How are you feeling today? Hopefully strong AF, but it is certainly understandable if we don’t quite feel that vigorous every day. And it is really important that we are honest with ourselves about how we are doing. Cancer treatment can knock the stuffing out of us, both physically and emotionally. You know all of the ways that surgery, radiation, chemo, and hormonal therapy can zap that energy, so I don’t need to list them here. What I do want to talk about is how to start building that strength, energy, and confidence back. This is a common theme for me, as it was really important to me to feel that I would be able to get back to feeling strong, capable, independent, and healthy. Don’t get me wrong, learning to admit that I needed help and how to gracefully accept that help was a really great lesson for me and I’m so grateful that I learned it. But I didn’t want to stay there if I didn’t have to. Physical fitness was always important to me, and I wanted to continue to have that in my life. But I recall really not knowing what my future would hold, what recovery would look like, and just how much of my strength I would be able to recover. I didn’t know, at first, how much I could trust my body, and I was afraid of injuring myself and my newly healing scars. So if you are in that space, I feel you. And I hope to encourage you, to help you safely and carefully navigate this time of uncertainty, to help you find your own way to rediscovering your strength and empowering yourself in whatever way you choose. Because it is there, deep within you, that you will find your way through.
Obviously yoga doesn’t have to be vigorous to bring huge benefits to its students. Much of the meditative aspect of the practice, the self-study, the connecting of breath to body and body to mind, and so much more; can be done in a slow, gentle practice. And these truly are some of the most important benefits of the practice of yoga. But for some of us (myself included), building the physical vigor of the practice carries additional benefits that can be so helpful and transformative. For example, we learn to really connect with ourselves so we can accurately identify the point of balance between effort and ease, knowing when we can push harder and when we need to back off. Getting comfortable navigating this space helps us rebuild the confidence and trust in our bodies, and increases our insight. As we challenge ourselves physically and mentally on the mat, while practicing maintaining calm breath and mind, we also train our nervous systems to build resilience and balance deep within the body. The more vigorous practice also gives us more of an aerobic aspect to the exercise, which is helpful for cardiovascular health as well as weight maintenance. The patience required to progress slowly and mindfully makes us more able to be patient in other areas of our lives. And finally, seeing ourselves get stronger (in body and mind) is so truly empowering, reminding us of the immense well of strength and resilience that is there within us, even at those times when we might lose sight of it.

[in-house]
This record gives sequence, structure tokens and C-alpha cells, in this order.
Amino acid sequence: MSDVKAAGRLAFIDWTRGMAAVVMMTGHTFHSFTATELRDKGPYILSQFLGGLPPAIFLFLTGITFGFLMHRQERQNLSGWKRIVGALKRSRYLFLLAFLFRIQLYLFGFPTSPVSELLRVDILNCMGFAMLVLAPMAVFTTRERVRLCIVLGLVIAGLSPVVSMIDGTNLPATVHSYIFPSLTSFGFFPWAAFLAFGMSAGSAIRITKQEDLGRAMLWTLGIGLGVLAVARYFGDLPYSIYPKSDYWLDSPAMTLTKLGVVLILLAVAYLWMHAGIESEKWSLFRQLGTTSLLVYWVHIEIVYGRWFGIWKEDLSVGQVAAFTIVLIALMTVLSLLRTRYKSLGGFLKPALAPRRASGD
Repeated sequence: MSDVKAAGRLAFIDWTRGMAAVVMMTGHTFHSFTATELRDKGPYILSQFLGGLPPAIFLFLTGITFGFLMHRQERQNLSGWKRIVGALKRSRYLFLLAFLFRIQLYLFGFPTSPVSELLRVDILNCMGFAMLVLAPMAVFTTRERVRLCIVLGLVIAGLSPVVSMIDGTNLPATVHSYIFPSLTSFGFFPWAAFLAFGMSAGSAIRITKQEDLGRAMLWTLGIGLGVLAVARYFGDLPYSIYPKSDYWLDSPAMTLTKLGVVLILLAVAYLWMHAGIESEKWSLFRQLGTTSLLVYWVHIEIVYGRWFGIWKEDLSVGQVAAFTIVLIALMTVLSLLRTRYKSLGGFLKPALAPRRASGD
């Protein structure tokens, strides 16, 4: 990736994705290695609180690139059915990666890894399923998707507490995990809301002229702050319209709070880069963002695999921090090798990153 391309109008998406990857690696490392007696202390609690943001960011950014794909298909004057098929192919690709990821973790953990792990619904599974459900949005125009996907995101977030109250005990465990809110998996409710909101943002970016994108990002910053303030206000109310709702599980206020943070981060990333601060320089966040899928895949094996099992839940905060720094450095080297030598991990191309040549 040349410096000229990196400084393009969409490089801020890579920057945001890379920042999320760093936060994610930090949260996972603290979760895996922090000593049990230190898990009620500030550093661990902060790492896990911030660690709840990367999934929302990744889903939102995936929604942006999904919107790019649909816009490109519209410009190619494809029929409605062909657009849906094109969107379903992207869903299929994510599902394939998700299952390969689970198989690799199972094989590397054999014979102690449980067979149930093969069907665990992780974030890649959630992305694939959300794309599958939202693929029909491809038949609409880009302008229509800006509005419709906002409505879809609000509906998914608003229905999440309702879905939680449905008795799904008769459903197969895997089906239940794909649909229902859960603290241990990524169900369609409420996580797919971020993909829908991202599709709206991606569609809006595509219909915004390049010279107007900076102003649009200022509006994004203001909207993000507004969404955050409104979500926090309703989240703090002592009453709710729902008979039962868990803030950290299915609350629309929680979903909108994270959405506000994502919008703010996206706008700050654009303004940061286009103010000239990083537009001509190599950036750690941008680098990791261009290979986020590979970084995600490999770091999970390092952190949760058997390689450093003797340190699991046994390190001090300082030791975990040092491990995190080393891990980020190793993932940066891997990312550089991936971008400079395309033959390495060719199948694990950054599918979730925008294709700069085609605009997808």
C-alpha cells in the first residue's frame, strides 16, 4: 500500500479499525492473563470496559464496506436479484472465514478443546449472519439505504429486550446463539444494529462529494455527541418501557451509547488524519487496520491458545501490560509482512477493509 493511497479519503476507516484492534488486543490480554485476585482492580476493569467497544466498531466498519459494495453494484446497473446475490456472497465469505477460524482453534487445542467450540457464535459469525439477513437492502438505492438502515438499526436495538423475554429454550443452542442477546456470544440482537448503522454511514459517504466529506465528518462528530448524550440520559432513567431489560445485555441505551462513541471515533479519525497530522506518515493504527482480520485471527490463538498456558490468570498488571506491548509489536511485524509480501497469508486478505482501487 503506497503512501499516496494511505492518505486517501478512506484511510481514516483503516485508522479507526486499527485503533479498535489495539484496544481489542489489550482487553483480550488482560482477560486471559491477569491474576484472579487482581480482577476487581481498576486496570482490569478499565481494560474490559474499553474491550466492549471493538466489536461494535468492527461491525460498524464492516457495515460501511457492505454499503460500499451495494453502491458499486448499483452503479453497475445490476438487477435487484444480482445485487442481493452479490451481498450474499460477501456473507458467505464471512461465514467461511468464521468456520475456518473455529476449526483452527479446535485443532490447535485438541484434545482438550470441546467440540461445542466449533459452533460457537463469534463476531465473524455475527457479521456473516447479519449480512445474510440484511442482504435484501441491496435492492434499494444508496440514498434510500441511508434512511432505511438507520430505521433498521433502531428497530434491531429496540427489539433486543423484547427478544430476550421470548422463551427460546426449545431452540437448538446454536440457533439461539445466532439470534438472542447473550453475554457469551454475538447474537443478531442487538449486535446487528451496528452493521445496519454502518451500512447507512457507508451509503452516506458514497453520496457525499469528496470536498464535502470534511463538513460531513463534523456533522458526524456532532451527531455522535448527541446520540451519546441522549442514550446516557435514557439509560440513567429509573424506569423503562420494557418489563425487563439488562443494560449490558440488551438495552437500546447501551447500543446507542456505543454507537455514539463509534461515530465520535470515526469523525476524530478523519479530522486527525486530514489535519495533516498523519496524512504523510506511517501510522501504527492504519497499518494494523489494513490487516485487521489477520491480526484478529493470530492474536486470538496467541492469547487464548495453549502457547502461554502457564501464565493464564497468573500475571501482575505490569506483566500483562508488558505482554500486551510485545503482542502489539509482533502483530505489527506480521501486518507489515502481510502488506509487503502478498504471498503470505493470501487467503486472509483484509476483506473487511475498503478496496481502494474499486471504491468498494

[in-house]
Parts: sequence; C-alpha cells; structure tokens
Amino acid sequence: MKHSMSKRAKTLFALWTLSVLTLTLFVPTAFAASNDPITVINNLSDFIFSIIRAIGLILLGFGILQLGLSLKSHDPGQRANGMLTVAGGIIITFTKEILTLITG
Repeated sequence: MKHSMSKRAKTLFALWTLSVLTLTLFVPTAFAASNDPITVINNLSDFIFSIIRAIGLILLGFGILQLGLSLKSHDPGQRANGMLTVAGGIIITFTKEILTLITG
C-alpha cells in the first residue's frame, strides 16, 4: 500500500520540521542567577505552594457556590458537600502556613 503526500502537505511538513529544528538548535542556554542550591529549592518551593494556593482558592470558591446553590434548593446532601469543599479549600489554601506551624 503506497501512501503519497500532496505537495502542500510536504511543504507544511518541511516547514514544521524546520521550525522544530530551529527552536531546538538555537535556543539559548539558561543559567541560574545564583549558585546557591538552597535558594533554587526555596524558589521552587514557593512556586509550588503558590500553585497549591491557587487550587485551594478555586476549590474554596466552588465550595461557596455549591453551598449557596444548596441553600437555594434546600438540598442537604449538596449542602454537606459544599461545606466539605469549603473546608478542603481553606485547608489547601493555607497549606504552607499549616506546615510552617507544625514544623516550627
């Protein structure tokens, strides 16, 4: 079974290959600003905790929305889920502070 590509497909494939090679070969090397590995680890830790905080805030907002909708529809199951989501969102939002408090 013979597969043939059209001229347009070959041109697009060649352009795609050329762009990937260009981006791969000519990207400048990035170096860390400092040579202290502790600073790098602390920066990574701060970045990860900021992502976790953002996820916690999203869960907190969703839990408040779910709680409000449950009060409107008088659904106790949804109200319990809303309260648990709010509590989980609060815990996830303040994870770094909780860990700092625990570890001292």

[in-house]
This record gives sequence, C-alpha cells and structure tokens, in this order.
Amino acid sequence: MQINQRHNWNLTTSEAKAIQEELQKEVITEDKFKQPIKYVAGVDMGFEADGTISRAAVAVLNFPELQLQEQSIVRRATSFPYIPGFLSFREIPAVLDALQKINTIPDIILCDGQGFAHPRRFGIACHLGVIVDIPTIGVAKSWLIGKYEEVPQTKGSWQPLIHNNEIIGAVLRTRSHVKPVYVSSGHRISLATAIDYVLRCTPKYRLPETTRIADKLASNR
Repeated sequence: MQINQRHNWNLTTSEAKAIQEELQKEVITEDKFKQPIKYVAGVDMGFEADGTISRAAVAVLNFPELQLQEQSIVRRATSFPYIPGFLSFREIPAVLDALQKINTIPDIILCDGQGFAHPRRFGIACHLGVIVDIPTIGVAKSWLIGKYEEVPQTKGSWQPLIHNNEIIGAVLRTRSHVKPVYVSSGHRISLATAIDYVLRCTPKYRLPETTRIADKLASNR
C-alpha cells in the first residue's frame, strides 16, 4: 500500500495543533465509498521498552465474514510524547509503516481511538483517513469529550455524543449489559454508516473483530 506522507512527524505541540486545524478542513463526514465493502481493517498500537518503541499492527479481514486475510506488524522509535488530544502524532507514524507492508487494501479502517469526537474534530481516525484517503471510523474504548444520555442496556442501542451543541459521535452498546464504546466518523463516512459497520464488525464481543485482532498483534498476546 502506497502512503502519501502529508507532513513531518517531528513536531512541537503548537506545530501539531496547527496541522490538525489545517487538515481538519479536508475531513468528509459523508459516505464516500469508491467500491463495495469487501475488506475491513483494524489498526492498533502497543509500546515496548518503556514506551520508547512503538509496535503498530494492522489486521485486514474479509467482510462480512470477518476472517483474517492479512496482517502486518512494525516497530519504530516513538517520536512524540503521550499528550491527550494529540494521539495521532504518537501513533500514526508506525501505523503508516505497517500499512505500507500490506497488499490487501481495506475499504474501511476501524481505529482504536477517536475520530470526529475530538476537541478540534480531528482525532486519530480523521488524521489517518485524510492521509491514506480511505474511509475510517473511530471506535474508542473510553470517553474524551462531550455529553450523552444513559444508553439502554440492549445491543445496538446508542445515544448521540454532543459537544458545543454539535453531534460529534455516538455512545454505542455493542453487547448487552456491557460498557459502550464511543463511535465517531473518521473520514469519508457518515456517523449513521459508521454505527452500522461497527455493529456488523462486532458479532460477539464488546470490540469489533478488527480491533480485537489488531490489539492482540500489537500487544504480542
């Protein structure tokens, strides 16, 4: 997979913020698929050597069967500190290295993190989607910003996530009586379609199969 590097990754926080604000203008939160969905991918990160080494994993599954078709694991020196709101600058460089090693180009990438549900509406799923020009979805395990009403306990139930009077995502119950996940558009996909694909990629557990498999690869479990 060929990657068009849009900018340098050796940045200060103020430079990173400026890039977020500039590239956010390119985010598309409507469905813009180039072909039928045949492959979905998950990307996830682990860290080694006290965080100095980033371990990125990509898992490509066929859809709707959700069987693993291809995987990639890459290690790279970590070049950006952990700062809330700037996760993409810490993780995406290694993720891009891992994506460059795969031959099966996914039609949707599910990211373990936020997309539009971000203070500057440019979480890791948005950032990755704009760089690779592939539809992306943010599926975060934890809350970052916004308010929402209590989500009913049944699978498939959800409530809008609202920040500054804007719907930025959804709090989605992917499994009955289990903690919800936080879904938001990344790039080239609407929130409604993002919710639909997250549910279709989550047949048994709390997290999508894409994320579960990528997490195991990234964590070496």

As I say all the time, yoga isn’t about mastering certain postures, looking fancy or acrobatic, or standing on your head, but rather about all that we learn and how we grow along the way as we practice. So it doesn’t matter how vigorous your practice is, as long as you feel like it is helping you along your journey. But if building strength and vigor in your practice is something that sounds good to you, know that you can do it. You may need to do it very slowly, but you CAN do it. And if you’d like some guidance, I’d love to help! I have just loaded a bunch of new medium strength and vigorous practices to the members only video library for those of you who feel ready to start turning up the intensity. Remember to really listen to your body, to start low, go slow, and use your body as your guide. If you really tune in, it will tell you what it needs.